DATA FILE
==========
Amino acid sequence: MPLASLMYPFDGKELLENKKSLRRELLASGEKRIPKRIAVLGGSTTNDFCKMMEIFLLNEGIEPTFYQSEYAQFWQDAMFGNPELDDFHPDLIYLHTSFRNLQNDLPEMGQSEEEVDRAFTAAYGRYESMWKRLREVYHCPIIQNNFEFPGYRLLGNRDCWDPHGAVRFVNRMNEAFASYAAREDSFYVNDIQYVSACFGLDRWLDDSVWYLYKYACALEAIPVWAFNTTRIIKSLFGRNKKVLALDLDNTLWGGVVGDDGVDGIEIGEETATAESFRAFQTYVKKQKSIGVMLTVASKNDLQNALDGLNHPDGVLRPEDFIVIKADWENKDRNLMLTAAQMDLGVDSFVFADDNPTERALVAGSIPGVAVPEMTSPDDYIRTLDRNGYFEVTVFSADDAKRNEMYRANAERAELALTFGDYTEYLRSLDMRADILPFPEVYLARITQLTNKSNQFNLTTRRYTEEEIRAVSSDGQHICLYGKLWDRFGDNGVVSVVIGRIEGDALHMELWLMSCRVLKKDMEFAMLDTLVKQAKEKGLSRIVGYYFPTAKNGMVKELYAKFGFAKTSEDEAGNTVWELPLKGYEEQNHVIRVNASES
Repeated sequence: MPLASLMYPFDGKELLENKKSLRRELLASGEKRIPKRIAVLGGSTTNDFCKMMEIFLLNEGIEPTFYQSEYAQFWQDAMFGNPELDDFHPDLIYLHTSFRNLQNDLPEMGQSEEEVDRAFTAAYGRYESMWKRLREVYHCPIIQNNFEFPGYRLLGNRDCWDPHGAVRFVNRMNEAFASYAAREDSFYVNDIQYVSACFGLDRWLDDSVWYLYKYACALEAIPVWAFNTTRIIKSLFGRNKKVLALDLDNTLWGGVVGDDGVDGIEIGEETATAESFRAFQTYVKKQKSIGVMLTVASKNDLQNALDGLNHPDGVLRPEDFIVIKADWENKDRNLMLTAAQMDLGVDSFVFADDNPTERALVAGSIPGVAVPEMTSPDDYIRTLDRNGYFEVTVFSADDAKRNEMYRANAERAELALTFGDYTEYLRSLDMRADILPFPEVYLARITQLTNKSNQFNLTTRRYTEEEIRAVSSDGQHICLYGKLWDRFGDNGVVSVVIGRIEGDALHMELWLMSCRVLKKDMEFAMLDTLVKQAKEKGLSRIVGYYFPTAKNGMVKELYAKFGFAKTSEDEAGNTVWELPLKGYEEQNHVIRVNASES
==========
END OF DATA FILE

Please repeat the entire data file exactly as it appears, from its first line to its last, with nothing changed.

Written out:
Amino acid sequence: MPLASLMYPFDGKELLENKKSLRRELLASGEKRIPKRIAVLGGSTTNDFCKMMEIFLLNEGIEPTFYQSEYAQFWQDAMFGNPELDDFHPDLIYLHTSFRNLQNDLPEMGQSEEEVDRAFTAAYGRYESMWKRLREVYHCPIIQNNFEFPGYRLLGNRDCWDPHGAVRFVNRMNEAFASYAAREDSFYVNDIQYVSACFGLDRWLDDSVWYLYKYACALEAIPVWAFNTTRIIKSLFGRNKKVLALDLDNTLWGGVVGDDGVDGIEIGEETATAESFRAFQTYVKKQKSIGVMLTVASKNDLQNALDGLNHPDGVLRPEDFIVIKADWENKDRNLMLTAAQMDLGVDSFVFADDNPTERALVAGSIPGVAVPEMTSPDDYIRTLDRNGYFEVTVFSADDAKRNEMYRANAERAELALTFGDYTEYLRSLDMRADILPFPEVYLARITQLTNKSNQFNLTTRRYTEEEIRAVSSDGQHICLYGKLWDRFGDNGVVSVVIGRIEGDALHMELWLMSCRVLKKDMEFAMLDTLVKQAKEKGLSRIVGYYFPTAKNGMVKELYAKFGFAKTSEDEAGNTVWELPLKGYEEQNHVIRVNASES
Repeated sequence: MPLASLMYPFDGKELLENKKSLRRELLASGEKRIPKRIAVLGGSTTNDFCKMMEIFLLNEGIEPTFYQSEYAQFWQDAMFGNPELDDFHPDLIYLHTSFRNLQNDLPEMGQSEEEVDRAFTAAYGRYESMWKRLREVYHCPIIQNNFEFPGYRLLGNRDCWDPHGAVRFVNRMNEAFASYAAREDSFYVNDIQYVSACFGLDRWLDDSVWYLYKYACALEAIPVWAFNTTRIIKSLFGRNKKVLALDLDNTLWGGVVGDDGVDGIEIGEETATAESFRAFQTYVKKQKSIGVMLTVASKNDLQNALDGLNHPDGVLRPEDFIVIKADWENKDRNLMLTAAQMDLGVDSFVFADDNPTERALVAGSIPGVAVPEMTSPDDYIRTLDRNGYFEVTVFSADDAKRNEMYRANAERAELALTFGDYTEYLRSLDMRADILPFPEVYLARITQLTNKSNQFNLTTRRYTEEEIRAVSSDGQHICLYGKLWDRFGDNGVVSVVIGRIEGDALHMELWLMSCRVLKKDMEFAMLDTLVKQAKEKGLSRIVGYYFPTAKNGMVKELYAKFGFAKTSEDEAGNTVWELPLKGYEEQNHVIRVNASES